The campaign was dominated by the issue of the collapse of the State Bank of South Australia in 1992. The State Bank's deposits were legally underwritten by the Government of South Australia, putting South Australia into billions of dollars of debt. Labor premier John Bannon had resigned over the issue, being replaced by Lynn Arnold just over a year before the election. Following the leadership change and by early 1993, Newspoll had recorded a total rise of 13 percent in the Labor primary vote. However, the gains did not last. A warning sign of things to come came with the March 1993 federal election, which saw two of Labor's longest-held seats in South Australia, Hindmarsh and Grey, fall to the Liberals. Hindmarsh had been in Labor hands without interruption since 1919, while Grey had been in Labor hands for all but one term since 1943.
The Liberals under Dean Brown went into the election as unbackable favourites, and swept the 11-year Labor government from power in a massive landslide. They won 37 of 47 seats (78.7 percent of the available seats) in the South Australian House of Assembly from a 15-seat swing − in terms of seat count and percentage of seats won, the largest majority government in the state's history. The 15-seat swing is still the largest in South Australian state history. Adelaide, which had been Labor's power base in the state for decades, swung over dramatically to support the Liberals. Labor lost seats in several parts of Adelaide where it had not been seriously threatened in memory, and was cut down to only nine seats in the capital. The Liberals won 61 percent of the two-party vote, the largest two-party preferred vote in South Australian state history (dating back to the first statewide two-party calculations from 1944). Labor fell to just 39 percent of the two-party vote from a two-party swing of 9.1 percent—at the time, the largest two-party swing in South Australian state history, and still the largest that resulted in a change of government.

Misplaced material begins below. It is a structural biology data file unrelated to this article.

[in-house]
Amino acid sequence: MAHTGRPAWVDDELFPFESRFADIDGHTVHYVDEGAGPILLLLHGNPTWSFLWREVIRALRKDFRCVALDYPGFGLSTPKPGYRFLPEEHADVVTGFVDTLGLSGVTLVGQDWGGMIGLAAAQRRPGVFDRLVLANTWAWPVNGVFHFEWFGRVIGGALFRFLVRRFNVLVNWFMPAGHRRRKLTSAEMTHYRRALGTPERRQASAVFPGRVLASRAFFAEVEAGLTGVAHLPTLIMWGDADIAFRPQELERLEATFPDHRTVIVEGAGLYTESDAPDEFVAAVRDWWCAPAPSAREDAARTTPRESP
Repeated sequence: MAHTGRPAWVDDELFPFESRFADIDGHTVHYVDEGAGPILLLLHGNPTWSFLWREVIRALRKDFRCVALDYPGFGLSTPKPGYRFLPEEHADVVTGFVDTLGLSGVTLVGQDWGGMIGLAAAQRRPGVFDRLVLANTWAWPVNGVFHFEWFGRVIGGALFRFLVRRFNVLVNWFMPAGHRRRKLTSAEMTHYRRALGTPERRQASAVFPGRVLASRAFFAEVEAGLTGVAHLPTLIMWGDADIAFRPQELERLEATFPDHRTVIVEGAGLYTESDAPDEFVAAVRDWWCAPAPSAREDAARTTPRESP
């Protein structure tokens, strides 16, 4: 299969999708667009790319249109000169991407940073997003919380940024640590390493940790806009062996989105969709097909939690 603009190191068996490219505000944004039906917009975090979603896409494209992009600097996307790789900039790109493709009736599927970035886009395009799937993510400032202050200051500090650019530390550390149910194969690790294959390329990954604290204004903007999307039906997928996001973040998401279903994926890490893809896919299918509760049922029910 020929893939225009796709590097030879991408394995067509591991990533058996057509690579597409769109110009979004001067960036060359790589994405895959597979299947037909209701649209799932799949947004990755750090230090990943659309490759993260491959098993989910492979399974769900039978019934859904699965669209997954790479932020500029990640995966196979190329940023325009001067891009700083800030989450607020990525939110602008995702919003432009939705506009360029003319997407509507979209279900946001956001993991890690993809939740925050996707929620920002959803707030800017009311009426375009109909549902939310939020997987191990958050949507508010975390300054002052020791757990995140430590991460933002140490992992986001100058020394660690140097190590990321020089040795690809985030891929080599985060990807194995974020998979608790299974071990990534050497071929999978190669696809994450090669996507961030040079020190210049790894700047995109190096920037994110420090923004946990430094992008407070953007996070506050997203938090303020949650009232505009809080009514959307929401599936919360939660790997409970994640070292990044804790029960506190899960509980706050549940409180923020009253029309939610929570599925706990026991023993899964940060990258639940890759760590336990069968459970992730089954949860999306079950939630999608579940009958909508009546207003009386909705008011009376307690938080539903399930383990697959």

Still, the Liberals were left one short of a majority in the South Australian Legislative Council with the sole balance of power held unbroken by the Australian Democrats since their inception in the mid-1970s. Though the Democrats would exceed 16 percent of the vote in 1997, during the following term the Democrats would lose the sole balance of power for the first time, sharing the balance of power with Nick Xenophon and two ex-Labor independent members, slowly losing numbers and influence, until they were eventually without parliamentary representation as of the 2010 election.
The stratospheric records for seat count and percentage of seats in the House led to predictions of a generation of Liberal government. However, the Liberal gains were short lived. Brown's factional rival, John Olsen, successfully challenged Brown for the Liberal leadership in 1996. In turn, the Liberals were reduced to a minority government as a result of the 1997 election, following another record two-party swing in the other direction of 9.5 percent.